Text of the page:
It’s been 3 weeks since we dropped anchor in Taiohea Bay, Nuku Hiva. Our time here has been one of transition; from being a 3 person to a 2 person crew, from the busyness of our preparations in Mexico to the ease of the South Pacific, from ocean travelers to island hoppers.
Ah, but the Marquesas! It's the land of plenty! Plenty of food, beauty, kind people, bugs! Everything we read led us to believe that provisioning in French Polynesia would be difficult and costly, but only the latter is true. Taiohea has sooo much. You have to work for it by getting up early and asking around but almost everything you need is available; except for that damn spark plug. Fish are caught here, cattle, chicken, and eggs are raised, and vegetables and fruits are grown. The eggs are in high demand; you'll have to ask around to get some. The supply ship, the Aranui, comes once every 3 weeks. After about 2 weeks, shelves of dry goods and coolers with yogurt and cheese are empty. Butter and milk are usually available because they’re shelf items; preserved via canning from either France or New Zealand. They’re surprisingly quite good.
We’ve met many friendly people, Kevin & Annabel from Nuku Hiva Yacht Services, Colette from the Visitor's Center, Kua and Teiki from Daniels Bay, Demetri and Rose (sailors from France…via Hong Kong), and Mike from the sailboat Easy. We also ran into old friends Jen, Alan, and Katie from S/V Goblin and Dave and Lynn from S/V Moggy.
The Marquesas are beautiful, green, mountainous islands. They receive a lot of rainfall and are quite hot and humid, and that's why everything grows so happily here. But because of this, you're likely to get caught in a squall once in awhile. It feels heavenly. You never really see umbrellas or raincoats. Everyone just enjoys getting wet and knows that the heat will dry them soon enough. This moisture and heat (aka humidity) also breed bugs, by the 1,000s. It's a bit of a predicament for someone who doesn’t tolerate bug bites very well, but it can’t all be paradise, right? The rainfall causes runoff into the bays making for poor visibility underwater. The things you do get to see in the water are magical though, sharks and manta rays, a school of about 30. And the water, it’s crazy warm! Average air temps in April have been in the high 80s and water temps in the low 80s. So when you jump in, it's challenging to feel the difference. You’re not so much refreshed, you’re just wet.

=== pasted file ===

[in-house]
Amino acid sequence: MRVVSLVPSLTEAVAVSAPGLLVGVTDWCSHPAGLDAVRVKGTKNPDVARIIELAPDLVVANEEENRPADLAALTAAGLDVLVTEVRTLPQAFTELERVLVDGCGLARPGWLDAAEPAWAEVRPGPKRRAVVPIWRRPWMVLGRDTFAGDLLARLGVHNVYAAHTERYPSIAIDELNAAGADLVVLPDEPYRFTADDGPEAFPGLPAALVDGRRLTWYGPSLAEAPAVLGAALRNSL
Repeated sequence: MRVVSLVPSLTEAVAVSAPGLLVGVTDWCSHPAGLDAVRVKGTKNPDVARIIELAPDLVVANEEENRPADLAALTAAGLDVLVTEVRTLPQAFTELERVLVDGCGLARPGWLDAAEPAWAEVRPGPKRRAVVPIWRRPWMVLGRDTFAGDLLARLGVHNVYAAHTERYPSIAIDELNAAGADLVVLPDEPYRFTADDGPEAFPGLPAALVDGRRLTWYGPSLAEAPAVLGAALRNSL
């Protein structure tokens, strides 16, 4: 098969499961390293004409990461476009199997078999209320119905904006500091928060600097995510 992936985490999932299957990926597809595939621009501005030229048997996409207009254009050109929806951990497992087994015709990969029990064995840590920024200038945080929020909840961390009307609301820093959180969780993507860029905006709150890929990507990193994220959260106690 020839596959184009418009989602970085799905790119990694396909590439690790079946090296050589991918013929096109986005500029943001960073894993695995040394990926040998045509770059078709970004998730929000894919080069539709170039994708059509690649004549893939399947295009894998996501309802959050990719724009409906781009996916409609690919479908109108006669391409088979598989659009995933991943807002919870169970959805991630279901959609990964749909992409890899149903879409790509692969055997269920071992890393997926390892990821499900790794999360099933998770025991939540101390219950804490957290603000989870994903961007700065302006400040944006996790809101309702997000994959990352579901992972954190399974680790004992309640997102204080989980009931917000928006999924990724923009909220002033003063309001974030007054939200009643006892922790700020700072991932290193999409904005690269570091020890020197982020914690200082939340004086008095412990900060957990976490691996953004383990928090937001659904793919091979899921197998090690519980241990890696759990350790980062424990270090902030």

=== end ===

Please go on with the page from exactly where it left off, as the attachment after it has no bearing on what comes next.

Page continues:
We visited 4 different bays in Nuku Hiva: Taiohea, Daniels, Controller, and Anaho.
Taiohea is the main town on Nuku Hiva and the capital of the Marquesas. This was our first landfall purely for administrative reasons. We needed to begin the paperwork for our Carte de Sejour (CDS) before its expiration date. Hence, we headed to the customs/immigration office in Nuku Hiva as soon as possible. This meant passing over the southern islands of Hiva Oa and Fatu Hiva.
In addition to taking care of administrative duties, we reprovisioned, made phone calls, and took a few hikes. We discovered one walk (~5 miles rt) that led to a viewpoint. The hike traveled through an arid peninsula. This land has been over-grazed by non-native goats, and you can hear their 'nays' in the hillside that surrounds the bay. They're mostly wild and are often hunted by the locals. The goat in the photo was hung, cleaned, skinned, and purchased by a cruiser for $70 all within about 20 minutes.
Another hike was to Kou’eva, an inland ceremonial ground that has been restored and used for traditional cultural events. If you’re not interested in a long walk, there are also several tikis and a ceremonial site along the waterfront in Taiohea. And if you get lost, just ask a local for help. Everyone was so happy to help us find our way even though we barely speak French or Marquesan. And btw…do yourself a favor if you plan to travel to the Marquesas…learn some of the language. It’s just polite, right? Kaoha means hello in Marquesan, so start there:)
We attended a community event where dancers and musicians were performing in 'traditional' attire. They did their best at getting the audience to participate either with song or dance. John even went up on stage for the “warrior” dance.
We came and went from town almost daily. In the end, we spent about 2 weeks in Taiohea.